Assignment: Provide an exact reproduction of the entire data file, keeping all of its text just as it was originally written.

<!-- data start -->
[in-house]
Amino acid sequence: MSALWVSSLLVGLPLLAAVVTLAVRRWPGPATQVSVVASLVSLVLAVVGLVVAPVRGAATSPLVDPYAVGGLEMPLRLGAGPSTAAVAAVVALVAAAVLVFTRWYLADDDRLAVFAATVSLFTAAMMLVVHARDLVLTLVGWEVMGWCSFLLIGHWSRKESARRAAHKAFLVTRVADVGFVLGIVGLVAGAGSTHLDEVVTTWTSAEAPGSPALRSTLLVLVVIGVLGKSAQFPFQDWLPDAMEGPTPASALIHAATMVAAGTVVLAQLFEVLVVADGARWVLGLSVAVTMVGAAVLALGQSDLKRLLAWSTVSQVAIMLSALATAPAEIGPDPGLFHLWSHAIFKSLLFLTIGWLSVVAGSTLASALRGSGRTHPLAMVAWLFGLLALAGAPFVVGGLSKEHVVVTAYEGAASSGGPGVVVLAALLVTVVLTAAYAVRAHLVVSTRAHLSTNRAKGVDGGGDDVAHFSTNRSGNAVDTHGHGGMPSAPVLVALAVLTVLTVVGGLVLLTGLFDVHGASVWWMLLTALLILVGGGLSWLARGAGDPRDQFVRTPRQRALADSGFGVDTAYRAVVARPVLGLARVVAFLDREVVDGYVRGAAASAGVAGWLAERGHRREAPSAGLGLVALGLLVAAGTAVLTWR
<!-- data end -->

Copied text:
[in-house]
Amino acid sequence: MSALWVSSLLVGLPLLAAVVTLAVRRWPGPATQVSVVASLVSLVLAVVGLVVAPVRGAATSPLVDPYAVGGLEMPLRLGAGPSTAAVAAVVALVAAAVLVFTRWYLADDDRLAVFAATVSLFTAAMMLVVHARDLVLTLVGWEVMGWCSFLLIGHWSRKESARRAAHKAFLVTRVADVGFVLGIVGLVAGAGSTHLDEVVTTWTSAEAPGSPALRSTLLVLVVIGVLGKSAQFPFQDWLPDAMEGPTPASALIHAATMVAAGTVVLAQLFEVLVVADGARWVLGLSVAVTMVGAAVLALGQSDLKRLLAWSTVSQVAIMLSALATAPAEIGPDPGLFHLWSHAIFKSLLFLTIGWLSVVAGSTLASALRGSGRTHPLAMVAWLFGLLALAGAPFVVGGLSKEHVVVTAYEGAASSGGPGVVVLAALLVTVVLTAAYAVRAHLVVSTRAHLSTNRAKGVDGGGDDVAHFSTNRSGNAVDTHGHGGMPSAPVLVALAVLTVLTVVGGLVLLTGLFDVHGASVWWMLLTALLILVGGGLSWLARGAGDPRDQFVRTPRQRALADSGFGVDTAYRAVVARPVLGLARVVAFLDREVVDGYVRGAAASAGVAGWLAERGHRREAPSAGLGLVALGLLVAAGTAVLTWR